With much of the Java and OO world discussing Inversion of Control (IoC) patterns, also dubbed "dependency injection" by Martin Fowler, its worth remembering that the .NET Framework has always included a "service locator" pattern which allows a component to access shared "services".
It can be used to support a pattern which provides a mechanism by which one can loosely-couple components - i.e. eliminate hard coded dependencies between objects. [For those lightweight container aficionados here, .NET's implementation provides for Type 1 (interface) IoC injection of a "Service Locator" into each .NET Component]
It's widely used in the Framework and in tools like Microsoft Visual Studio. For example, it underpins the Windows Forms Designer architecture, and it is the mechanism through which Windows Forms Controls inherit aspects of the underlying Form. You could use it to share say a particular ToolBar across Forms, but it goes much further than that - really to the heart of OO and how one can wire together objects without introducing hard-wired dependencies.
One can write loosely-coupled code like that shown below, which "injects" a particular implementation (in this case "SlowDriver") into "myCar".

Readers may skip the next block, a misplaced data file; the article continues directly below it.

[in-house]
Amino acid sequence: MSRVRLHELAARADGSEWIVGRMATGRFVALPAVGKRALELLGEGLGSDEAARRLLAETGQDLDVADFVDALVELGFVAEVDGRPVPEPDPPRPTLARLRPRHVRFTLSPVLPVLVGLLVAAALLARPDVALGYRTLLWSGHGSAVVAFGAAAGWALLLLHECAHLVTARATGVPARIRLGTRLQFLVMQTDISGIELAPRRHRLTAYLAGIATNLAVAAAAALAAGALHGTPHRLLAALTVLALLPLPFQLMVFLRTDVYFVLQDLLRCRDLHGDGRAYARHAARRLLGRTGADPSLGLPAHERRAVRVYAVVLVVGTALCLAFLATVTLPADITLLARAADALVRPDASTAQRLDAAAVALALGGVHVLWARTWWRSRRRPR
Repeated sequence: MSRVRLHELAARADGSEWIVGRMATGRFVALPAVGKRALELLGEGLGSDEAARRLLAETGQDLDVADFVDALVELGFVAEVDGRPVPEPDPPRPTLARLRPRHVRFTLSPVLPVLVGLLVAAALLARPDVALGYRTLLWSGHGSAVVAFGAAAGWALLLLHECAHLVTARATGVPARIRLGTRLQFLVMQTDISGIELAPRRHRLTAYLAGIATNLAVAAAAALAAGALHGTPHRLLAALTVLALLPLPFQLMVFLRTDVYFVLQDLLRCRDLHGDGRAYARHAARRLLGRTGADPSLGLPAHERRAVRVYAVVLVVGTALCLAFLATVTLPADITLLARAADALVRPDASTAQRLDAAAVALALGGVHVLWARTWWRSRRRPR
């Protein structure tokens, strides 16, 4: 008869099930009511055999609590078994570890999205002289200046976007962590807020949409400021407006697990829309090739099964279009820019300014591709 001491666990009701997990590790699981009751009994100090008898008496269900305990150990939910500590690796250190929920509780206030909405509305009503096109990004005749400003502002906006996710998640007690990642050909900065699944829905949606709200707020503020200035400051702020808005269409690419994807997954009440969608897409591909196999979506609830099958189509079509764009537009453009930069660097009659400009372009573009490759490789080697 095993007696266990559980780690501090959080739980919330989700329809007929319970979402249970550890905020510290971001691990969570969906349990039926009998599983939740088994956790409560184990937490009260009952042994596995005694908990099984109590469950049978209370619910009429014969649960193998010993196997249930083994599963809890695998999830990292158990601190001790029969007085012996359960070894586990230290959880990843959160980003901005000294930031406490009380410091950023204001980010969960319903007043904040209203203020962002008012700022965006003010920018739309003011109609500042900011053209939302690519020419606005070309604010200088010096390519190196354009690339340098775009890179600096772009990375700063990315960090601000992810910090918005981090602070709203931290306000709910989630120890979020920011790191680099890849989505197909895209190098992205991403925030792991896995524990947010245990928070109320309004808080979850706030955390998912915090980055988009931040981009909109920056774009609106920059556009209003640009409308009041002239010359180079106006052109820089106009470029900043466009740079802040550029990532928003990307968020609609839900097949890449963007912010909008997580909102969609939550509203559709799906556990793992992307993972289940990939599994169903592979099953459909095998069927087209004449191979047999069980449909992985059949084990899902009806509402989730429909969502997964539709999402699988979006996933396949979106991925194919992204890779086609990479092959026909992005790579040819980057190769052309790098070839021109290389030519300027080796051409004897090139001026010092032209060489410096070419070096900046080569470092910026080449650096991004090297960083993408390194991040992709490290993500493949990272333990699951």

Container myContainer = new Container();
myContainer.Add(new FastDriver(), "fast");
myContainer.Add(new SlowDriver(), "slow");
IDriver driver = (IDriver)myContainer.Components["slow"];
// error checking removed for brevity
Car myCar = new Car(driver);
Console.WriteLine("Maximum speed is " + myCar.Speed);
Where is it? It's defined in the System.ComponentModel namespace. Like the Spring.NET framework, one could use System.ComponentModel to create a context-based pluggable architecture as an alternative to the .NET 2.0 Provider Model.
Unfortunately though, is neither widely known or used, despite the recent big interest in lightweight containers, largely because many interfaces in the namespace don't have default implementations, and because IoC concepts require a good understanding of underlying OO concepts.
The whole area is important for the future because such patterns allow for the separation of configuration from use, something that is really important in terms of Microsoft's future MDA through tools architectural strategy.